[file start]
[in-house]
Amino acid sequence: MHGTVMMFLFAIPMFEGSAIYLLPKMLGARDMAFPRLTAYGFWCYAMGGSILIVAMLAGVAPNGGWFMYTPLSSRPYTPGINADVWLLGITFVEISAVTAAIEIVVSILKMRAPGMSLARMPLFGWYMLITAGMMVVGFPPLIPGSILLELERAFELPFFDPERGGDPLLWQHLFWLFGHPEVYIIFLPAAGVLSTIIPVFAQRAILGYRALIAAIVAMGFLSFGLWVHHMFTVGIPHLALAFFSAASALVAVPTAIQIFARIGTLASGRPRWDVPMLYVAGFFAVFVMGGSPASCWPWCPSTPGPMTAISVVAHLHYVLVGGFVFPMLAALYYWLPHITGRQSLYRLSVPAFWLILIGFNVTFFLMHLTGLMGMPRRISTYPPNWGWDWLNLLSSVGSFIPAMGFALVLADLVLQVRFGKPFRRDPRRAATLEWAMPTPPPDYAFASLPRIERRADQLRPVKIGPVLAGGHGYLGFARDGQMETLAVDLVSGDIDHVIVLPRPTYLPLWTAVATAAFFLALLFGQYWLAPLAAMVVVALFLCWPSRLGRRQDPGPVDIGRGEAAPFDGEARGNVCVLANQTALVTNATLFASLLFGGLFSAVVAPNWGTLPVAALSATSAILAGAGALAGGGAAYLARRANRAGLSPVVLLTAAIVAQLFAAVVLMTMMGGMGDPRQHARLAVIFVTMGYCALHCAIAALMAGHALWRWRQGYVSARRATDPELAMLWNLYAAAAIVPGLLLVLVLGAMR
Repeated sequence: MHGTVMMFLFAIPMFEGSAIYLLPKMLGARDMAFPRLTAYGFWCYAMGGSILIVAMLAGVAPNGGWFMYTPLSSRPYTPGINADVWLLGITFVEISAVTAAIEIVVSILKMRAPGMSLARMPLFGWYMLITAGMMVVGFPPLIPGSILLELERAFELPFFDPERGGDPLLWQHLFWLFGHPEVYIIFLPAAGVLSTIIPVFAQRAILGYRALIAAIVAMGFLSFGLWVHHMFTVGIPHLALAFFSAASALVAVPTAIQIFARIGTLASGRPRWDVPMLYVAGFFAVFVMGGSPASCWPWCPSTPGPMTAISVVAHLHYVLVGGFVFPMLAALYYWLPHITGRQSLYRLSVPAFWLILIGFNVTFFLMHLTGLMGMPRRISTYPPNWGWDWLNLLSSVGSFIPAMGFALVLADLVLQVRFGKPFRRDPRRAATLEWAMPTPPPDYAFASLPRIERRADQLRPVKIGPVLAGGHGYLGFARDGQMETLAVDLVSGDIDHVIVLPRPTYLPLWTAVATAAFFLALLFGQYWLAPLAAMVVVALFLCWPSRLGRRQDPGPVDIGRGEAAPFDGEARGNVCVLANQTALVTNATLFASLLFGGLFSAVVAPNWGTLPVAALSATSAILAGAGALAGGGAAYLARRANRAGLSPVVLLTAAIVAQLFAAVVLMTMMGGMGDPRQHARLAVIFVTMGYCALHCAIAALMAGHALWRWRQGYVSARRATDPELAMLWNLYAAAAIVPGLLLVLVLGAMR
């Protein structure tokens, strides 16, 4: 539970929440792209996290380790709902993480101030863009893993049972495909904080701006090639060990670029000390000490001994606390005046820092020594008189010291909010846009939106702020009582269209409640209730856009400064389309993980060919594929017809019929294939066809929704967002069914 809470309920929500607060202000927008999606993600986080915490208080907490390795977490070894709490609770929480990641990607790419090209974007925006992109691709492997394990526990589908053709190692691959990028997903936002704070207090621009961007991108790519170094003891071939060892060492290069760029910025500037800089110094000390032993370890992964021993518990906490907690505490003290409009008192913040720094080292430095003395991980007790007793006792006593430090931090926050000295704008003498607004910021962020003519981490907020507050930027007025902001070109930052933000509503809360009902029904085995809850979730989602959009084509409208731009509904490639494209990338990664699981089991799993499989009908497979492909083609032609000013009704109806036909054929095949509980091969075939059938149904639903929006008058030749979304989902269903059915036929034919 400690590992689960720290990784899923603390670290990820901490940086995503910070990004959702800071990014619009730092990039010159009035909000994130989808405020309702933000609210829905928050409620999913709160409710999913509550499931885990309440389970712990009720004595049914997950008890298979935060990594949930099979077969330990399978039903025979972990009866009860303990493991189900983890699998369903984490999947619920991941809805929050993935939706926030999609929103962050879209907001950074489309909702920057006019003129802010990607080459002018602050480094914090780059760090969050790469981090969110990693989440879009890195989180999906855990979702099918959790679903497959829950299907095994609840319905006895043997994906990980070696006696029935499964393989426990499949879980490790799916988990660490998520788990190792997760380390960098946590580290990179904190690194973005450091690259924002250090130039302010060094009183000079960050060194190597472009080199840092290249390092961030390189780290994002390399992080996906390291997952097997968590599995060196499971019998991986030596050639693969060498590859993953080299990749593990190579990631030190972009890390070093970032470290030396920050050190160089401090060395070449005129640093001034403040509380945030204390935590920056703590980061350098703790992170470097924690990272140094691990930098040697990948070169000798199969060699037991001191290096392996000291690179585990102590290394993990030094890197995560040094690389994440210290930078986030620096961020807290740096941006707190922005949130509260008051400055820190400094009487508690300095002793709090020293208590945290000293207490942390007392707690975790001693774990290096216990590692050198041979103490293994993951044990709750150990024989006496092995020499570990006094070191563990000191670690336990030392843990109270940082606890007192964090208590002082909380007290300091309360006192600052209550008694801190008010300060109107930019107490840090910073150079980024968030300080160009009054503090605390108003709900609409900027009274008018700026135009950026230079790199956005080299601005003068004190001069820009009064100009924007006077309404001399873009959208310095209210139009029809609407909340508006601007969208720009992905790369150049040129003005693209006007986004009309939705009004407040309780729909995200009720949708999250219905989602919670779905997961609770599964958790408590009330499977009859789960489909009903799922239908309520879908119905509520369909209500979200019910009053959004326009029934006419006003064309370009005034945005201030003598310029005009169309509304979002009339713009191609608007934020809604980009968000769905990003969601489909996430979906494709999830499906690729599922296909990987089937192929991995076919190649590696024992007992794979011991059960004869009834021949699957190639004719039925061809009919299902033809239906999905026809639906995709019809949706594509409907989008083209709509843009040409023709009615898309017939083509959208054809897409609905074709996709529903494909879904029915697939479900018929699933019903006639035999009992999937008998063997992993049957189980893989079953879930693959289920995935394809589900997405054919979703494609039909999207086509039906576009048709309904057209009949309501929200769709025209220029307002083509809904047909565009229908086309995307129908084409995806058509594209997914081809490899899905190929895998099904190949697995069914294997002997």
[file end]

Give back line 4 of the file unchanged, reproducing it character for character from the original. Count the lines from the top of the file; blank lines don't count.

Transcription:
């Protein structure tokens, strides 16, 4: 539970929440792209996290380790709902993480101030863009893993049972495909904080701006090639060990670029000390000490001994606390005046820092020594008189010291909010846009939106702020009582269209409640209730856009400064389309993980060919594929017809019929294939066809929704967002069914 809470309920929500607060202000927008999606993600986080915490208080907490390795977490070894709490609770929480990641990607790419090209974007925006992109691709492997394990526990589908053709190692691959990028997903936002704070207090621009961007991108790519170094003891071939060892060492290069760029910025500037800089110094000390032993370890992964021993518990906490907690505490003290409009008192913040720094080292430095003395991980007790007793006792006593430090931090926050000295704008003498607004910021962020003519981490907020507050930027007025902001070109930052933000509503809360009902029904085995809850979730989602959009084509409208731009509904490639494209990338990664699981089991799993499989009908497979492909083609032609000013009704109806036909054929095949509980091969075939059938149904639903929006008058030749979304989902269903059915036929034919 400690590992689960720290990784899923603390670290990820901490940086995503910070990004959702800071990014619009730092990039010159009035909000994130989808405020309702933000609210829905928050409620999913709160409710999913509550499931885990309440389970712990009720004595049914997950008890298979935060990594949930099979077969330990399978039903025979972990009866009860303990493991189900983890699998369903984490999947619920991941809805929050993935939706926030999609929103962050879209907001950074489309909702920057006019003129802010990607080459002018602050480094914090780059760090969050790469981090969110990693989440879009890195989180999906855990979702099918959790679903497959829950299907095994609840319905006895043997994906990980070696006696029935499964393989426990499949879980490790799916988990660490998520788990190792997760380390960098946590580290990179904190690194973005450091690259924002250090130039302010060094009183000079960050060194190597472009080199840092290249390092961030390189780290994002390399992080996906390291997952097997968590599995060196499971019998991986030596050639693969060498590859993953080299990749593990190579990631030190972009890390070093970032470290030396920050050190160089401090060395070449005129640093001034403040509380945030204390935590920056703590980061350098703790992170470097924690990272140094691990930098040697990948070169000798199969060699037991001191290096392996000291690179585990102590290394993990030094890197995560040094690389994440210290930078986030620096961020807290740096941006707190922005949130509260008051400055820190400094009487508690300095002793709090020293208590945290000293207490942390007392707690975790001693774990290096216990590692050198041979103490293994993951044990709750150990024989006496092995020499570990006094070191563990000191670690336990030392843990109270940082606890007192964090208590002082909380007290300091309360006192600052209550008694801190008010300060109107930019107490840090910073150079980024968030300080160009009054503090605390108003709900609409900027009274008018700026135009950026230079790199956005080299601005003068004190001069820009009064100009924007006077309404001399873009959208310095209210139009029809609407909340508006601007969208720009992905790369150049040129003005693209006007986004009309939705009004407040309780729909995200009720949708999250219905989602919670779905997961609770599964958790408590009330499977009859789960489909009903799922239908309520879908119905509520369909209500979200019910009053959004326009029934006419006003064309370009005034945005201030003598310029005009169309509304979002009339713009191609608007934020809604980009968000769905990003969601489909996430979906494709999830499906690729599922296909990987089937192929991995076919190649590696024992007992794979011991059960004869009834021949699957190639004719039925061809009919299902033809239906999905026809639906995709019809949706594509409907989008083209709509843009040409023709009615898309017939083509959208054809897409609905074709996709529903494909879904029915697939479900018929699933019903006639035999009992999937008998063997992993049957189980893989079953879930693959289920995935394809589900997405054919979703494609039909999207086509039906576009048709309904057209009949309501929200769709025209220029307002083509809904047909565009229908086309995307129908084409995806058509594209997914081809490899899905190929895998099904190949697995069914294997002997």